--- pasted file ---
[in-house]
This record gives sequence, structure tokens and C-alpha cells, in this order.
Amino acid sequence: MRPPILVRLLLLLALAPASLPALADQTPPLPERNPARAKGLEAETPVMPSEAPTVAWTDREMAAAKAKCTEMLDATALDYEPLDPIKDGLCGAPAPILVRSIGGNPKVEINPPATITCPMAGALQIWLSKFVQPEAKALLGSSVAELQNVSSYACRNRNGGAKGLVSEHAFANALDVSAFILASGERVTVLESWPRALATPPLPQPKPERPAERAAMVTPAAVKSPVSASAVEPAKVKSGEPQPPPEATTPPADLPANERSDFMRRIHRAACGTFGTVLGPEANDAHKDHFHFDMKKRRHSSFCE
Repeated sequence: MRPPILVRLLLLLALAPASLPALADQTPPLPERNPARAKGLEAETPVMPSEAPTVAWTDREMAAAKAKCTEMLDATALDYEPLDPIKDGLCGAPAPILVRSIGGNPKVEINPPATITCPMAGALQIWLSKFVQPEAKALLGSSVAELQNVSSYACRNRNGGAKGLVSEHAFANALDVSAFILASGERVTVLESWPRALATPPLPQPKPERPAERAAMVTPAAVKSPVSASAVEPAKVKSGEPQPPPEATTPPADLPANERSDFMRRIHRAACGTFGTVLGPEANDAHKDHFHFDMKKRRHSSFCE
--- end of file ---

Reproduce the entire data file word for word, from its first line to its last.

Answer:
[in-house]
This record gives sequence, structure tokens and C-alpha cells, in this order.
Amino acid sequence: MRPPILVRLLLLLALAPASLPALADQTPPLPERNPARAKGLEAETPVMPSEAPTVAWTDREMAAAKAKCTEMLDATALDYEPLDPIKDGLCGAPAPILVRSIGGNPKVEINPPATITCPMAGALQIWLSKFVQPEAKALLGSSVAELQNVSSYACRNRNGGAKGLVSEHAFANALDVSAFILASGERVTVLESWPRALATPPLPQPKPERPAERAAMVTPAAVKSPVSASAVEPAKVKSGEPQPPPEATTPPADLPANERSDFMRRIHRAACGTFGTVLGPEANDAHKDHFHFDMKKRRHSSFCE
Repeated sequence: MRPPILVRLLLLLALAPASLPALADQTPPLPERNPARAKGLEAETPVMPSEAPTVAWTDREMAAAKAKCTEMLDATALDYEPLDPIKDGLCGAPAPILVRSIGGNPKVEINPPATITCPMAGALQIWLSKFVQPEAKALLGSSVAELQNVSSYACRNRNGGAKGLVSEHAFANALDVSAFILASGERVTVLESWPRALATPPLPQPKPERPAERAAMVTPAAVKSPVSASAVEPAKVKSGEPQPPPEATTPPADLPANERSDFMRRIHRAACGTFGTVLGPEANDAHKDHFHFDMKKRRHSSFCE